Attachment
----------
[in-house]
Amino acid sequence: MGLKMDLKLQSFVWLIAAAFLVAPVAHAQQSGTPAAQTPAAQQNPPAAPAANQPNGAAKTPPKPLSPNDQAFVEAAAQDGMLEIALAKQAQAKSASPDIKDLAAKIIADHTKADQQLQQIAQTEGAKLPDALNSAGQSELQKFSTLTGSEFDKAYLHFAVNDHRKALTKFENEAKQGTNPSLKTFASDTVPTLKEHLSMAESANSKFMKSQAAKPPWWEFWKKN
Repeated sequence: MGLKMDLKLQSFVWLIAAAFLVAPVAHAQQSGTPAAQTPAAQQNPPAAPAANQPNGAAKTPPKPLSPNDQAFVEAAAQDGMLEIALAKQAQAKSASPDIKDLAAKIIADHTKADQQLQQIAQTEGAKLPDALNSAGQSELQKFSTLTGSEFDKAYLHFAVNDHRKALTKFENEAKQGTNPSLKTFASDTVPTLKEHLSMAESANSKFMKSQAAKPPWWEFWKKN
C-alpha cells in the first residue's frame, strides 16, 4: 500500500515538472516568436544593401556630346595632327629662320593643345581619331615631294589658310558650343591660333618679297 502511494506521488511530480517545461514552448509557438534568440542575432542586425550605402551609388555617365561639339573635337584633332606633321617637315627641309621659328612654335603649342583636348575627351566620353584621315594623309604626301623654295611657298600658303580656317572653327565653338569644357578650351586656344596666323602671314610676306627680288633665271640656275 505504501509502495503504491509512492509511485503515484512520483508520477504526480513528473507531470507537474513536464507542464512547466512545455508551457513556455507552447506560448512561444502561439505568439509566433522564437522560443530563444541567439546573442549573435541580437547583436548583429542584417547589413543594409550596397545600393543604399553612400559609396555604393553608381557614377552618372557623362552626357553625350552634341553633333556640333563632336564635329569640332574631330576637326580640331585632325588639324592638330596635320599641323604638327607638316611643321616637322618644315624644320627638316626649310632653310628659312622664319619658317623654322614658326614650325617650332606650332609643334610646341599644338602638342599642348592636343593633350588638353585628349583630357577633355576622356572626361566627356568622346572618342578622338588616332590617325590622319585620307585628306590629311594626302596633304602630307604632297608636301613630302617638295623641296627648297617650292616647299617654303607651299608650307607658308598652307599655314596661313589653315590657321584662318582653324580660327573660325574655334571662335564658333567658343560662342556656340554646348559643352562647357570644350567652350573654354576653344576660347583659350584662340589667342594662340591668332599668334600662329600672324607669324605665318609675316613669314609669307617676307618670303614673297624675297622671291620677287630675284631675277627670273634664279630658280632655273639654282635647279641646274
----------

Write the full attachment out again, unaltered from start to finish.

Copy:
[in-house]
Amino acid sequence: MGLKMDLKLQSFVWLIAAAFLVAPVAHAQQSGTPAAQTPAAQQNPPAAPAANQPNGAAKTPPKPLSPNDQAFVEAAAQDGMLEIALAKQAQAKSASPDIKDLAAKIIADHTKADQQLQQIAQTEGAKLPDALNSAGQSELQKFSTLTGSEFDKAYLHFAVNDHRKALTKFENEAKQGTNPSLKTFASDTVPTLKEHLSMAESANSKFMKSQAAKPPWWEFWKKN
Repeated sequence: MGLKMDLKLQSFVWLIAAAFLVAPVAHAQQSGTPAAQTPAAQQNPPAAPAANQPNGAAKTPPKPLSPNDQAFVEAAAQDGMLEIALAKQAQAKSASPDIKDLAAKIIADHTKADQQLQQIAQTEGAKLPDALNSAGQSELQKFSTLTGSEFDKAYLHFAVNDHRKALTKFENEAKQGTNPSLKTFASDTVPTLKEHLSMAESANSKFMKSQAAKPPWWEFWKKN
C-alpha cells in the first residue's frame, strides 16, 4: 500500500515538472516568436544593401556630346595632327629662320593643345581619331615631294589658310558650343591660333618679297 502511494506521488511530480517545461514552448509557438534568440542575432542586425550605402551609388555617365561639339573635337584633332606633321617637315627641309621659328612654335603649342583636348575627351566620353584621315594623309604626301623654295611657298600658303580656317572653327565653338569644357578650351586656344596666323602671314610676306627680288633665271640656275 505504501509502495503504491509512492509511485503515484512520483508520477504526480513528473507531470507537474513536464507542464512547466512545455508551457513556455507552447506560448512561444502561439505568439509566433522564437522560443530563444541567439546573442549573435541580437547583436548583429542584417547589413543594409550596397545600393543604399553612400559609396555604393553608381557614377552618372557623362552626357553625350552634341553633333556640333563632336564635329569640332574631330576637326580640331585632325588639324592638330596635320599641323604638327607638316611643321616637322618644315624644320627638316626649310632653310628659312622664319619658317623654322614658326614650325617650332606650332609643334610646341599644338602638342599642348592636343593633350588638353585628349583630357577633355576622356572626361566627356568622346572618342578622338588616332590617325590622319585620307585628306590629311594626302596633304602630307604632297608636301613630302617638295623641296627648297617650292616647299617654303607651299608650307607658308598652307599655314596661313589653315590657321584662318582653324580660327573660325574655334571662335564658333567658343560662342556656340554646348559643352562647357570644350567652350573654354576653344576660347583659350584662340589667342594662340591668332599668334600662329600672324607669324605665318609675316613669314609669307617676307618670303614673297624675297622671291620677287630675284631675277627670273634664279630658280632655273639654282635647279641646274